If karmic influences (as distinct from fate) play a role in where a child is born, type of parents born to and so on, it thus makes a lot of sense to say that karma determines even the country where we are born. Stretching this further, it becomes obvious that being born into a particular country is not an accident of fate, but a need to work out mutual karma amongst multitudes. Being born a Nigerian is thus not an accident, no matter how forthright, pure or uncompromising we might be. It could sometimes be perplexing to imagine that in a country renowned for its prolific attributes to breed international 419s, embezzlers, thieves, unscrupulous politicians, dubious international businessman, exist respectable, humane personalities like celebrated playwrights, a Nobel laureate, renowned scientists and academicians. The lack of balance could be amazing but becomes clearer when viewed from the point of view of karma. Perhaps at this point, it is essential to state that even in this cluster, different beings operate on different levels on the karmic chain. Thus, for a Nobel laureate to exist in the midst of 419s does not imply that he was a 419 in a previous life or vice versa.

The postulation above may explain th

e confusion in the minds of those still baffled about why they were born Nigerians. In the present circumstances, it is nothing glorious being a Nigerian. This is the fact, irrespective of what the irredentists might say. A country with a completely battered image where hope effectively turns to despair, where pains, hunger, ignorance, corrupt and ineffective leadership, political mismanagement and you name it, remain the order of the day. A country existing in the midst of abundance and that yet abundantly impoverishes its citizens. It is has been a really dark night for Nigeria and her citizens. Could it also be a dark night for our collective karmas? This is a big question, one probably beyond the scope of this write-up.

From the point of view of karma, why is one a Nigerian? You could be a Nigerian for one of millions of reasons. It could be that having been a fraudster in a previous life, it became mandatory for you to be born and exist in a similar environment to work out this karma. Presumably, working out such karma implies the ability to resist the lure of such a venture again. You could also be a Nigerian because you have so worked out your karma such that you needed to move to the next level. However, you needed such a negative environment like Nigeria to actually cement your place in the higher order of creation. Thus, Nigeria becomes your testing ground and could be your waterloo if care is not taken. You could also be a Nigerian because you are still so new and hence so low in human evolution that the best place that could be found for your initial tests or baptism of human existence is Nigeria. You equally could be a Nigerian simply because one knot or the other in your accumulated karma warrants an environment like this. Thus in the myriads of Nigerians that we see exist pious men and women, fraudsters, ordinary souls trying to forge ahead on the path of spiritual unfoldment and lesser, raw and uncut souls, new to human existence. It is indeed a spectacle and hence our current dilemma as a nation becomes understandable. The mix of incompatibles breeds nothing but turbulence of a volcanic nature. Is there any other way to compare the situation in Nigeria today?

The Buddhists teach us that karma is the law of moral causation. It explains why one man is brought up “in the lap of luxury, endowed with fine mental, moral and physical qualities and another in absolute poverty, steeped in misery. Karma attempts to explain the observed inequalities in this our plane of existence. It is a Pali word that has remained the core of the fundamental truth in explaining existence. If I may borrow liberally from the quoted source above, the observed inequality in human beings is due not only to heredity, environment, “nature and nurture”, but also to Karma. In other words, it is the result of our own past actions and our own present doings. We ourselves are responsible for our own happiness and misery. We create our own Heaven. We create our own Hell. We are the architects of our own fate.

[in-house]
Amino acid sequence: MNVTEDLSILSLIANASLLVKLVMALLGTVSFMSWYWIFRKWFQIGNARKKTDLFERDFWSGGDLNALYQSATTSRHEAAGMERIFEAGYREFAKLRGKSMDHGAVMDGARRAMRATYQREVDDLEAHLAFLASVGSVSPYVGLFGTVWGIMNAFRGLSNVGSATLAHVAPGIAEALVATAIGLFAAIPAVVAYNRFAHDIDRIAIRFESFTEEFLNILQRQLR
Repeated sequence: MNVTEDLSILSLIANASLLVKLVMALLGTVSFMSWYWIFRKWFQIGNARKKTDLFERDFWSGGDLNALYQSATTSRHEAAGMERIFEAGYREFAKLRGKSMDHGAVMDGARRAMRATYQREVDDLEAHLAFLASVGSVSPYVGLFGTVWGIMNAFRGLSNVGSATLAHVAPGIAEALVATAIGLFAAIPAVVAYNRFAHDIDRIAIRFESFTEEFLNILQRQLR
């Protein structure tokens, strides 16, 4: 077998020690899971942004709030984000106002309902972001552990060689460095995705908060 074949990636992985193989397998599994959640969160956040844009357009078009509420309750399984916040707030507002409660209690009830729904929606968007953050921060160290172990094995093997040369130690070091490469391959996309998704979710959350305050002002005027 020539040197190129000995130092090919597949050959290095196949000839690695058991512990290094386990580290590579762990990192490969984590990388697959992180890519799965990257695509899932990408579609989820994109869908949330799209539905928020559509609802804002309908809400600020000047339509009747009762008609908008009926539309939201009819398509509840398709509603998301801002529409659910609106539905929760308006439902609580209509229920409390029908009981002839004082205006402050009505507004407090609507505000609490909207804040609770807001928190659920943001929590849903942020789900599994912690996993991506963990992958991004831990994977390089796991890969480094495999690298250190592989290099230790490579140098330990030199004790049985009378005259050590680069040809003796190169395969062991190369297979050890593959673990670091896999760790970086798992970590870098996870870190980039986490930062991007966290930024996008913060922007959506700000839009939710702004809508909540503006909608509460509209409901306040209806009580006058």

I need to state that the concept of karma is pretty complex and its workings so intricate. It is not a fatalistic principle where everything we do on this earth and our birth is so pre-ordained because of some past actions or karma. Rather, it incorporates the principle of choice or what is recognised as free will. We might have been ordained to be born Nigerians as a result of some past deed, yet we retain the free will not to be limited by the Nigerian concept or Nigerian dream. We retain the choice to rise above the limitations of Nigeria and function as a free, enlightened being that has made the pursuit of knowledge and freedom its choice. Some Nigerians, by their deed and words are already operating on this plane. The principle of karma did not set out to create a mechanical life that totally conditions present existence. It is not a fatalistic belief.

I have touched on a contentious subject but with a conviction of belief in its certainty. The subject of karma is complex but understandable for those who take the pain to study it. My purpose is just to plant a seed. A seed that can give meaning to life and living. A seed that can give meaning to the vagaries of existence. The aim of this essay is to emphasise that even we as Nigerians, despite the burden of collective karma, still have the free will. In that free will lays our strength as individuals and as a nation. The knowledge of our being and existence is a weapon to make a meaning of life and in the process work out accumulated karma. This essay cannot, of course, replace bigger texts on the topic.

An attitude of sorrow, apathy and lamentation may not be the right one to the current travails of being a Nigerian. Rather, one where positive values remain entrenched and determination its core. We owe it to ourselves to do the best we could for our nation. We owe it to ourselves to stand firm in the face of tyranny and suppression. We owe it a duty to reject corruption, aggrandisement and greed. We owe it a task to abandon those negative attributes that perpetually ties man into the unending cycle of birth and re-birth. We owe it a duty to confront political tyranny and mismanagement. We owe it a duty to protest corrupt leadership and shameless vote manipulations. We owe it to ourselves to create a better Nigeria. This is perhaps a way to work out our mutual karma and possibly cease to be a Nigerian in another life!

I have attempted to align the esoteric teaching with a temporal order. The orthodox line might frown at this but it is an inescapable part of the Nigerian dilemma. Being a Nigerian is not easy in these times and there must definitely be a way out. I am not advocating for uncontrolled militancy. I am only calling for rejection of all that that perpetually ties us to the unpleasant chain. Wole Soyinka did not boldly affirm that the man dies in him that fails to react in the face of oppression and subjugation for nothing. It was probably the principle of karma operating in its subtlety when this famous sentence was made!

One thought on “Why You Are a Nigerian

  • Sharon Adetokunboh · Edit

    Excellent piece. Quite enlightening. Time for me to study a bit more on this concept of karma. Thank you so much for this beautiful piece.